How do you make a level?

Just one question: is there any way to measure how long someone holds a button?


You would have to count the time yourself in either frames or milliseconds.

Counting milliseconds could be done like this:

#include <Arduboy2.h>

Arduboy2 arduboy;

void setup()

unsigned long millisecondTarget = 0;

void loop()

		unsigned long now = millis();
		if(millisecondTarget == 0)
			// 1000ms = 1 second
			millisecondTarget = (now + 1000);
		else if(millisecondTarget < now)
			// A button has been held for 1 second
	else if(arduboy.released(A_BUTTON))
		millisecondTarget = 0;



(I think I wrote a timer class once to make this a bit easier,
but I’ll have to track it down tomorrow.)

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To count button press time, just use a pin change interrupt on the pin to watch for rising and then falling edges, grab the start and stop values of millis() and then subtract them (you’ll have to check and account for overflow). No polling or blocking and it will be very accurate comparatively.

I think that might be a bit beyond @Johnnydb’s current ability.

I’ve had my Arduboy for at least three years and even I’m not sure how to do that.

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Good point, I didn’t think about experience or current ability. I’m just so used to programming micros by dealing with low level registers and writing my own libraries I sometimes forget not everyone does things the way I do.


@Johnnydb, I finally found time to write a working example, but…

  • It could do with a bit of a tidy up
  • The gravity and jumping are a bit hacky
    • This could be fixed by using fixed points
  • I’m not sure how much of it you’ll understand, I’m using some techniques you probably aren’t used to
  • The way it’s currently implemented results in ‘slippery corners’
    • This is because I’m using ‘cross collision’ (treating the entity as a cross/diamond rather than a square)
    • There’s a way to fix this, but it would probably even be more complicated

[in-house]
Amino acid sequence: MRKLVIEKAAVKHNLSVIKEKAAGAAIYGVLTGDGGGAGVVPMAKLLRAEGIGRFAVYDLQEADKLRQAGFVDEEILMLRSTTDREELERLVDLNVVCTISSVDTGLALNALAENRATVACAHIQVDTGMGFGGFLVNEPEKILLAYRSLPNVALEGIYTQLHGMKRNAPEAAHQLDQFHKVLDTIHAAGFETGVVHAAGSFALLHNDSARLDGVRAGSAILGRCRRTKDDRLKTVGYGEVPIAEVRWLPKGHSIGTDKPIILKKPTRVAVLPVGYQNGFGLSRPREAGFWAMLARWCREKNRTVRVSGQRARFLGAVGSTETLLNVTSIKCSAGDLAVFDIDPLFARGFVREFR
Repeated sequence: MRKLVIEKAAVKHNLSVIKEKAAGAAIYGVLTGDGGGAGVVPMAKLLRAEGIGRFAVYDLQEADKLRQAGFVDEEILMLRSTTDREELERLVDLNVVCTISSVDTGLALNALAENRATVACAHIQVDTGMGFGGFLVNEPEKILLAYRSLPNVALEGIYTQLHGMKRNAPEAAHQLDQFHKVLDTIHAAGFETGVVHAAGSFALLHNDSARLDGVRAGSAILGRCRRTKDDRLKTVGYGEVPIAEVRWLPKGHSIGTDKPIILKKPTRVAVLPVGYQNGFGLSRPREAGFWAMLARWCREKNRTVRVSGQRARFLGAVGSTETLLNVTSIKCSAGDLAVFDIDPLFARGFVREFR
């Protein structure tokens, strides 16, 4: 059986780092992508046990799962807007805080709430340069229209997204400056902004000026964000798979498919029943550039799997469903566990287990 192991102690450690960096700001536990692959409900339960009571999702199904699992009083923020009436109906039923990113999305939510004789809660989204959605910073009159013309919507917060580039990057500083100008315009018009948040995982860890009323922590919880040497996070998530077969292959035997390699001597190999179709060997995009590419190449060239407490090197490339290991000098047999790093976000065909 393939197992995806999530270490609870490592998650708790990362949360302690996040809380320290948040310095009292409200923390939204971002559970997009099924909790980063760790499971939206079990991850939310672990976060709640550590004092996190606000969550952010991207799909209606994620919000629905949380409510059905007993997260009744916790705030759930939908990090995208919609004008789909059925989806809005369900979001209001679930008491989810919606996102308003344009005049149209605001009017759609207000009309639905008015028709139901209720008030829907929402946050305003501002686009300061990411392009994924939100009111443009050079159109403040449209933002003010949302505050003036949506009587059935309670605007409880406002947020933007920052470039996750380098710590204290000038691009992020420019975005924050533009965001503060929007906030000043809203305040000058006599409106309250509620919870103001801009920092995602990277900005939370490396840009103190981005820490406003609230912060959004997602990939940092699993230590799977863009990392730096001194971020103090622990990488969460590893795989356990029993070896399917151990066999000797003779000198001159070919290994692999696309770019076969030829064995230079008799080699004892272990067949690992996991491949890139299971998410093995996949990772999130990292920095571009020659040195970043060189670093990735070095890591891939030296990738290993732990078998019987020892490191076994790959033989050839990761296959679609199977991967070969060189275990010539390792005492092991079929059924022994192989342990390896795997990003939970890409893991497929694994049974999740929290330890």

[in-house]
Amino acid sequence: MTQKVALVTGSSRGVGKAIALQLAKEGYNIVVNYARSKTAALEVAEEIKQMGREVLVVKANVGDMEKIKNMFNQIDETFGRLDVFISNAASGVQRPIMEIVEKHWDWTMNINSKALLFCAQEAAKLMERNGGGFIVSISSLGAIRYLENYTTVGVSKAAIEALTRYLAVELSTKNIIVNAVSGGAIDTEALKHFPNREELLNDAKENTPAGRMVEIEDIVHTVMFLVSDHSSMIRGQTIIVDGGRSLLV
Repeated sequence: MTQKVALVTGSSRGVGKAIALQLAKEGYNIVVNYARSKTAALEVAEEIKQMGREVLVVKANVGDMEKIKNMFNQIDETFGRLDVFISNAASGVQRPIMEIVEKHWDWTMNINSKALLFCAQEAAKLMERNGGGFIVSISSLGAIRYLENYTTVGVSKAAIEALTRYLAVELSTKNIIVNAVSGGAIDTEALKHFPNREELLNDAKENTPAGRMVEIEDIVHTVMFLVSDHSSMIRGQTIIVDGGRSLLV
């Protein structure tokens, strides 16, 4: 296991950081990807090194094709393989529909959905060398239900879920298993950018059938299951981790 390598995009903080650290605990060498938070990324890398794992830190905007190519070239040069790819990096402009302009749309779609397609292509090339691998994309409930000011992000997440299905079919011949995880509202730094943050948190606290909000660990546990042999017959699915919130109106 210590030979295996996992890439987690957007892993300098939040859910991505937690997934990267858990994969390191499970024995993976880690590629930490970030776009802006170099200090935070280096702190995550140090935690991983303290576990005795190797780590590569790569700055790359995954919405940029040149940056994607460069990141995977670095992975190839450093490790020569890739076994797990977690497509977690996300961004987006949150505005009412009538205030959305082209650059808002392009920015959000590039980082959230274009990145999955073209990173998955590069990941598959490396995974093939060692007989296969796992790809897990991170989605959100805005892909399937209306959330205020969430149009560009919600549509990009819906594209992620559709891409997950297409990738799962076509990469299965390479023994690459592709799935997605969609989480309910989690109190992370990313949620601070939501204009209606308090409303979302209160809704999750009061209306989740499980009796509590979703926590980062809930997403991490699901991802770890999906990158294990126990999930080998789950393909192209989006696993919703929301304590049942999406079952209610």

If there’s anything you don’t understand, just ask and I’ll explain.
I’ve used lots of comments so hopefully most of the code will already make sense.

If I have time tomorrow I’ll try to draw some diagrams showing how the cross/diamond collision works.
Basically it looks for collisions at the centrepoints of each edge of the entity’s bounding box rather than the corners (which is why you get the ‘smooth corner’ effect).


Thanks! I’ll take a look at it!

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This is a really good start for you @Johnnydb … the code is exactly what you want and should be easy to extend. (But then we expect nothing less from @Pharap).

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I feel like someone has already written this code, or maybe it’s only on Gamebuino… all you need to do is have an array for buttons and increment each time it’s held during the frame loop… when it’s released you reset to 0 (or -1), etc… then if you want to do timing/repeat based things you just check if it’s held > amount or held % amount == 0, etc.

Pretty easy to write it yourself and call it write after you call pollButtons or whatever and then build out a few helper utility methods.

The reason the core lib doesn’t do this is it’d waste another 6 bytes of ram that most people probably don’t need - or else we’d probably already include the future.

@Johnnydb, remember: anything you don’t understand or anything you need help with, just ask.


I looked at the code and I think I understand it, but I do have a couple of questions.